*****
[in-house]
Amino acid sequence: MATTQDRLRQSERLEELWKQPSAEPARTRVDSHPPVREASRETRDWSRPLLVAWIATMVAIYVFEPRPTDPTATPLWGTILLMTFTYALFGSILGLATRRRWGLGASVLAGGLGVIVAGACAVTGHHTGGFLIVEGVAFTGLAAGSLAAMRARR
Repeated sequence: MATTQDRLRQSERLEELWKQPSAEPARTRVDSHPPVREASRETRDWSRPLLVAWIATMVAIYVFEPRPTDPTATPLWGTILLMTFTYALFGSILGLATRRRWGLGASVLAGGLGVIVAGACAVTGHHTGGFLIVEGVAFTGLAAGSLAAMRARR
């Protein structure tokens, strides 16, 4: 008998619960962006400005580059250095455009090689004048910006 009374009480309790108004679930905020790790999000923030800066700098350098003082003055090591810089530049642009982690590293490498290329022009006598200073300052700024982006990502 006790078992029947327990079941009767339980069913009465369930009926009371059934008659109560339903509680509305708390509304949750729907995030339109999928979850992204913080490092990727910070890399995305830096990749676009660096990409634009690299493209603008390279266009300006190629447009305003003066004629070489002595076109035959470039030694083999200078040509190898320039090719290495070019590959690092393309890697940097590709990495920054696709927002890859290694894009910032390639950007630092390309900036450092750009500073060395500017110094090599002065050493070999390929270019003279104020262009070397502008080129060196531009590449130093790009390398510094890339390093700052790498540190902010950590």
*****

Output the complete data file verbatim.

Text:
[in-house]
Amino acid sequence: MATTQDRLRQSERLEELWKQPSAEPARTRVDSHPPVREASRETRDWSRPLLVAWIATMVAIYVFEPRPTDPTATPLWGTILLMTFTYALFGSILGLATRRRWGLGASVLAGGLGVIVAGACAVTGHHTGGFLIVEGVAFTGLAAGSLAAMRARR
Repeated sequence: MATTQDRLRQSERLEELWKQPSAEPARTRVDSHPPVREASRETRDWSRPLLVAWIATMVAIYVFEPRPTDPTATPLWGTILLMTFTYALFGSILGLATRRRWGLGASVLAGGLGVIVAGACAVTGHHTGGFLIVEGVAFTGLAAGSLAAMRARR
């Protein structure tokens, strides 16, 4: 008998619960962006400005580059250095455009090689004048910006 009374009480309790108004679930905020790790999000923030800066700098350098003082003055090591810089530049642009982690590293490498290329022009006598200073300052700024982006990502 006790078992029947327990079941009767339980069913009465369930009926009371059934008659109560339903509680509305708390509304949750729907995030339109999928979850992204913080490092990727910070890399995305830096990749676009660096990409634009690299493209603008390279266009300006190629447009305003003066004629070489002595076109035959470039030694083999200078040509190898320039090719290495070019590959690092393309890697940097590709990495920054696709927002890859290694894009910032390639950007630092390309900036450092750009500073060395500017110094090599002065050493070999390929270019003279104020262009070397502008080129060196531009590449130093790009390398510094890339390093700052790498540190902010950590």